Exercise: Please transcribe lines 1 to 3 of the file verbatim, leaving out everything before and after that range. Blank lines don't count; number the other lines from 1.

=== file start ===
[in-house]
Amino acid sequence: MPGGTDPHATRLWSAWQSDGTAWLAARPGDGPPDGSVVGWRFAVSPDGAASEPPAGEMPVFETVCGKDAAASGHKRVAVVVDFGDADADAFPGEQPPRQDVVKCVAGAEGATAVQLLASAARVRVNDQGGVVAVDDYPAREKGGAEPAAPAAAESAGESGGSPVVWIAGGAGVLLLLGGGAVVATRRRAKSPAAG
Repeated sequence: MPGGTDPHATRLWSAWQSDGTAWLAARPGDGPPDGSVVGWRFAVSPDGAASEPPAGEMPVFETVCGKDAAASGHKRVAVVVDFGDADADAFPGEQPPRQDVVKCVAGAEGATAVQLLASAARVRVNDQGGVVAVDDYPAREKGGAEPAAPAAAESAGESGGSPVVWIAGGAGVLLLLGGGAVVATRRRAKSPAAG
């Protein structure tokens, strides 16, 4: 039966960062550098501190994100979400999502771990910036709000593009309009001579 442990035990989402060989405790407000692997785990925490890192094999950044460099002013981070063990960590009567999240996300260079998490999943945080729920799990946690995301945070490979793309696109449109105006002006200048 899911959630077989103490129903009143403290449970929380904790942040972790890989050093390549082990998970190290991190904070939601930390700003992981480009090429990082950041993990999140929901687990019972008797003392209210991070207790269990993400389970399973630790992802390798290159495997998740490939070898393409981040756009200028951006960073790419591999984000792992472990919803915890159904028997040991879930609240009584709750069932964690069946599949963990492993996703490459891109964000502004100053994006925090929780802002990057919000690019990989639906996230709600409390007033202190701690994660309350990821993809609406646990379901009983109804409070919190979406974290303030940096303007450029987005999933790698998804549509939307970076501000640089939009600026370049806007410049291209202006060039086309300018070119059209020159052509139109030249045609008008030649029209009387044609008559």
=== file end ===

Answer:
[in-house]
Amino acid sequence: MPGGTDPHATRLWSAWQSDGTAWLAARPGDGPPDGSVVGWRFAVSPDGAASEPPAGEMPVFETVCGKDAAASGHKRVAVVVDFGDADADAFPGEQPPRQDVVKCVAGAEGATAVQLLASAARVRVNDQGGVVAVDDYPAREKGGAEPAAPAAAESAGESGGSPVVWIAGGAGVLLLLGGGAVVATRRRAKSPAAG
Repeated sequence: MPGGTDPHATRLWSAWQSDGTAWLAARPGDGPPDGSVVGWRFAVSPDGAASEPPAGEMPVFETVCGKDAAASGHKRVAVVVDFGDADADAFPGEQPPRQDVVKCVAGAEGATAVQLLASAARVRVNDQGGVVAVDDYPAREKGGAEPAAPAAAESAGESGGSPVVWIAGGAGVLLLLGGGAVVATRRRAKSPAAG